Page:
Erica Synths SYNTRX Does Things No Synthi Ever Could

Erica Synths shared this hands-on demo of their new SYNTRX – a new synth that, while inspired by the classic Synthi AKS, uses analog circuits that were developed from scratch.

Instead of making a nostalgic clone, Erica Synths’ SYNTRX is designed to go far beyond what the Synthi can do. It features a digitally-controlled patch matrix, instead of the Synthi’s pin patch matrix. Because the SYNTRX uses a digital patch matrix, it has reliable patch connections, connection points that can be attentuated, and the ability to save up to 256 patches.

The SYNTRX features 3 highly accurate VCOs, a noise generator with “color” filter, resonant VCF, ring modulator, spring reverb, looping envelope generator, joystick controller, input amplifier with adjustable gain for microphone to line level signals, 3 VCAs, output signal filter, analogue CV/audio signal level indicator and built-in speakers.

Pricing and Availability

The SYNTRX is expected to be available to preorder in the next week, priced at 2500EUR (VAT excluded).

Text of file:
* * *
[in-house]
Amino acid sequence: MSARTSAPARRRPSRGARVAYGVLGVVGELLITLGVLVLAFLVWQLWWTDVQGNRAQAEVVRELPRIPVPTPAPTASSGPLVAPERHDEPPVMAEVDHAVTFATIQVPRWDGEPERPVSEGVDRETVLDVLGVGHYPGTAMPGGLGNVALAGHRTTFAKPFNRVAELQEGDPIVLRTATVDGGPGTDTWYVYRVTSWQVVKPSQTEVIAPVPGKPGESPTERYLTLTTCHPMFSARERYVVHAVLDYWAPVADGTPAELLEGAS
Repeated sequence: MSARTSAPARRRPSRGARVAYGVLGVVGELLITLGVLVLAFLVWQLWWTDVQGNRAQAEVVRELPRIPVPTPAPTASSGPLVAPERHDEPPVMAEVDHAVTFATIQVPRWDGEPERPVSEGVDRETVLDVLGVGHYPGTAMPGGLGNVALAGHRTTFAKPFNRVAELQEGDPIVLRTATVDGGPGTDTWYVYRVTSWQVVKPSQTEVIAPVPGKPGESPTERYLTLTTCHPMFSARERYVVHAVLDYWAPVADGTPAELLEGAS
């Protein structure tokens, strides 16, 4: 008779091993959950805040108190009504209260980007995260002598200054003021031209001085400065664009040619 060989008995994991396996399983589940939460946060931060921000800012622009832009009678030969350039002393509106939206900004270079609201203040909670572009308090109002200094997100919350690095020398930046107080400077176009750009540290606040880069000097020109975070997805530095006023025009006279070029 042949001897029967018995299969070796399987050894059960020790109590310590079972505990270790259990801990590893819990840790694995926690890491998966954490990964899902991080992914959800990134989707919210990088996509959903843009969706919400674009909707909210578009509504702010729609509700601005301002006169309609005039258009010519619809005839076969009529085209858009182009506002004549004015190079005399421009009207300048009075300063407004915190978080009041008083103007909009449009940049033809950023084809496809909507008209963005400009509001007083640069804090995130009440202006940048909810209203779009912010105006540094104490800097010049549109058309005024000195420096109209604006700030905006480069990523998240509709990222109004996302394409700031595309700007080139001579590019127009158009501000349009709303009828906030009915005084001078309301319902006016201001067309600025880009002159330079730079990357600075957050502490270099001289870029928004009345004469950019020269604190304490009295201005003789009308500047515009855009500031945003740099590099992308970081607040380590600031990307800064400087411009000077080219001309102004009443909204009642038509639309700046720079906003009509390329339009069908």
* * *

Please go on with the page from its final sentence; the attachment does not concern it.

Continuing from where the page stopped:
23 thoughts on “Erica Synths SYNTRX Does Things No Synthi Ever Could

    1. A couple of grand is chump change for professionals that need serious instruments for their work, and well within range for a lot of other musicians.

      Go into the studio of anybody that’s been into synths for a while, and you’re going to find a ‘dream synth’ or two. In my case, there’s a MU modular and a Korg Prologue. For the next guy, it’s a Minimoog.

      Sequential, Moog, Korg, Yamaha and tons of other companies have no problem selling lots of instruments that cost thousands of dollars.

      If you’re just starting out, there are always cheaper alternatives. Now more than ever. But if you’re into this stuff, why wouldn’t you want to get the best you can afford?